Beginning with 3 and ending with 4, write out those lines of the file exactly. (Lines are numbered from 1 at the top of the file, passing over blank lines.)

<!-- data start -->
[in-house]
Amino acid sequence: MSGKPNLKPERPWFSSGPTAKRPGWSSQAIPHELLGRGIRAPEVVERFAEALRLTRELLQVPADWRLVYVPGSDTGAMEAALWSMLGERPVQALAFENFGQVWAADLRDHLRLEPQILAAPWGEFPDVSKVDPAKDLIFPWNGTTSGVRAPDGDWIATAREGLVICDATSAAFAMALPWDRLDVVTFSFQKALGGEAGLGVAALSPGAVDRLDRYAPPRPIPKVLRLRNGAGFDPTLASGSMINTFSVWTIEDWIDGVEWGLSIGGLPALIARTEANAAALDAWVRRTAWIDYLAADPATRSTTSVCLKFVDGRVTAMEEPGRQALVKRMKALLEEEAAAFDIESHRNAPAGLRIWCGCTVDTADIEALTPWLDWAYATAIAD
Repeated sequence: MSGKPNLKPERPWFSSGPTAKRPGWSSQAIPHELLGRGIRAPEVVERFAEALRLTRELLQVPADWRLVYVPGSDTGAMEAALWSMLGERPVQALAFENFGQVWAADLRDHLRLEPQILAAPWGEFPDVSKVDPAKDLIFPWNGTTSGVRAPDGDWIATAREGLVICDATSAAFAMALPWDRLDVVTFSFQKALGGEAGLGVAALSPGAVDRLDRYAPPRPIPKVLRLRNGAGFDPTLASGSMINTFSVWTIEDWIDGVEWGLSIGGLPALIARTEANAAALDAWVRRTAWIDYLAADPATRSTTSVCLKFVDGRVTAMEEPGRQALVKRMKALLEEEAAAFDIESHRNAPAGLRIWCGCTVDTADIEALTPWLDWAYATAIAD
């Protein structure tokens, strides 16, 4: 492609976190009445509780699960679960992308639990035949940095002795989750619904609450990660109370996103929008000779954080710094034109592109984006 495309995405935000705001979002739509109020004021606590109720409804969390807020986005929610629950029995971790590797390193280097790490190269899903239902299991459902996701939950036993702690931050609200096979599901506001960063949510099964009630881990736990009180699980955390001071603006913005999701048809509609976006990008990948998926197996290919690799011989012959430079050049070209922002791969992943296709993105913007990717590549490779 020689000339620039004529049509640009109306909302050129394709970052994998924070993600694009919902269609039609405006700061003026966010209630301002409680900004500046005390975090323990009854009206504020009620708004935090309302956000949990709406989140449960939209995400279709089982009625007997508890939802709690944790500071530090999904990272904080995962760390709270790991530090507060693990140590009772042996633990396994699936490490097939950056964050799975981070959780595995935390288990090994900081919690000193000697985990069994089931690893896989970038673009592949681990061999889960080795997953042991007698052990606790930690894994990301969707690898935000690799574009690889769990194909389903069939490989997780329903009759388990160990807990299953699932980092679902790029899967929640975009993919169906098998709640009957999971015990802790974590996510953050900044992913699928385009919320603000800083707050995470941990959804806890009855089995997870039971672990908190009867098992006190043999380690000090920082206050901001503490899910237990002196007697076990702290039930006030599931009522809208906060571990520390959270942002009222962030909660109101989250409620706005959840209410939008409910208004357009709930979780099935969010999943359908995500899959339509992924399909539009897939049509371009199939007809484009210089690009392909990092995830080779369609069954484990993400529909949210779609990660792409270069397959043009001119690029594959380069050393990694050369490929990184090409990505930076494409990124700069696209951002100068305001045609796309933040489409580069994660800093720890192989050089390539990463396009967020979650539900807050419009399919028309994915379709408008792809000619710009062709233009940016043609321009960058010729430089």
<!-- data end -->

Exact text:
Repeated sequence: MSGKPNLKPERPWFSSGPTAKRPGWSSQAIPHELLGRGIRAPEVVERFAEALRLTRELLQVPADWRLVYVPGSDTGAMEAALWSMLGERPVQALAFENFGQVWAADLRDHLRLEPQILAAPWGEFPDVSKVDPAKDLIFPWNGTTSGVRAPDGDWIATAREGLVICDATSAAFAMALPWDRLDVVTFSFQKALGGEAGLGVAALSPGAVDRLDRYAPPRPIPKVLRLRNGAGFDPTLASGSMINTFSVWTIEDWIDGVEWGLSIGGLPALIARTEANAAALDAWVRRTAWIDYLAADPATRSTTSVCLKFVDGRVTAMEEPGRQALVKRMKALLEEEAAAFDIESHRNAPAGLRIWCGCTVDTADIEALTPWLDWAYATAIAD
């Protein structure tokens, strides 16, 4: 492609976190009445509780699960679960992308639990035949940095002795989750619904609450990660109370996103929008000779954080710094034109592109984006 495309995405935000705001979002739509109020004021606590109720409804969390807020986005929610629950029995971790590797390193280097790490190269899903239902299991459902996701939950036993702690931050609200096979599901506001960063949510099964009630881990736990009180699980955390001071603006913005999701048809509609976006990008990948998926197996290919690799011989012959430079050049070209922002791969992943296709993105913007990717590549490779 020689000339620039004529049509640009109306909302050129394709970052994998924070993600694009919902269609039609405006700061003026966010209630301002409680900004500046005390975090323990009854009206504020009620708004935090309302956000949990709406989140449960939209995400279709089982009625007997508890939802709690944790500071530090999904990272904080995962760390709270790991530090507060693990140590009772042996633990396994699936490490097939950056964050799975981070959780595995935390288990090994900081919690000193000697985990069994089931690893896989970038673009592949681990061999889960080795997953042991007698052990606790930690894994990301969707690898935000690799574009690889769990194909389903069939490989997780329903009759388990160990807990299953699932980092679902790029899967929640975009993919169906098998709640009957999971015990802790974590996510953050900044992913699928385009919320603000800083707050995470941990959804806890009855089995997870039971672990908190009867098992006190043999380690000090920082206050901001503490899910237990002196007697076990702290039930006030599931009522809208906060571990520390959270942002009222962030909660109101989250409620706005959840209410939008409910208004357009709930979780099935969010999943359908995500899959339509992924399909539009897939049509371009199939007809484009210089690009392909990092995830080779369609069954484990993400529909949210779609990660792409270069397959043009001119690029594959380069050393990694050369490929990184090409990505930076494409990124700069696209951002100068305001045609796309933040489409580069994660800093720890192989050089390539990463396009967020979650539900807050419009399919028309994915379709408008792809000619710009062709233009940016043609321009960058010729430089």